Getting Started with Google Container Builder

November 19, 2017


In this series of posts we will learn how to store our application in GCP and configure a CI/CD pipeline within Google Cloud Platform using Google Container Builder.

So let’s review what Google Container Builder is, let’s see what we are going to do and let’s start!


Google Container Builder

Container Builder is a tool that uses Docker to execute builds and optionally, to create Docker containers. At first sight it seems to be a tool to create containers but it’s rater a tool that uses containers to perform builds.

To define the build process, Google Container Builder uses build requests. A build request configuration file is a YAML or JSON document which describes the build process.

Container Builder offers several supported build steps that you can use and also allows you to create your own custom build steps.

Let’s see the example below:


1- The npm builder is used to run “npm install”
2- The ubuntu builder is used to run “bash ./myscript.bash”
3- The docker builder is used to run “docker build -t .”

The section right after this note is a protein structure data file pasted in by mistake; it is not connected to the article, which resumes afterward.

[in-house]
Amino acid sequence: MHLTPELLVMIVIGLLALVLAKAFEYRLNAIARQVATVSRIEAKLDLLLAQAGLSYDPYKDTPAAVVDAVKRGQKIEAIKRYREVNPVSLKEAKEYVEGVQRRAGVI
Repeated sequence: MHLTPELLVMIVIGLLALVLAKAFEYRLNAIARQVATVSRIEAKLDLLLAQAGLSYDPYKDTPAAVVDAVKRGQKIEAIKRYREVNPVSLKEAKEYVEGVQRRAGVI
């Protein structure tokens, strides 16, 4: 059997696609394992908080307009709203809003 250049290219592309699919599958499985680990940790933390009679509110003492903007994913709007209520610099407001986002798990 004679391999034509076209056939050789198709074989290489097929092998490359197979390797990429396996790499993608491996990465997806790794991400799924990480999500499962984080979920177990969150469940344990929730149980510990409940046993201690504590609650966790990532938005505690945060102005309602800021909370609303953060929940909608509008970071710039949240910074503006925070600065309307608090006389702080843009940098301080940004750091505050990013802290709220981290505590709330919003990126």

4- The created container is pushed to the container registry

Note that Google Container Builder support “substitutions” (like $PROJECT_ID in the example above). They are useful for setting variables whose value isn’t known until runtime (built-in substitutions), or for re-using an existing build request with different variable values.

For more information about Google Container Builder read the documentation


The Tutorial

In this tutorial we will build and deploy our Nodejs application using Google Container Builder.


The Application

You can find the application used in this example in GitHub

The application show a basic “Hello World” message and have a basic function to determine if a number is prime or not.



The folder “spec” contains the application tests which are run using the jasmine-node module.


The application Dockerfile is very simple, use node as a base image, copy the application files, download the application dependencies and run the application in the port 3000.



The Workflow

This series of post will guide you step by step to implement the pipeline below:


1) Mirror GitHub with Google Source Repositories
2) Configure basic CI to create Docker Images and store them in Google Container Registry
3) Configure GKE to deploy the application
4) Configure CD to Kubernetes
5) Create custom build step to run tests
6) Add build notifications using cloud functions


Let’s Start!

Continue with: Getting Started with Google Container Builder – Part 1


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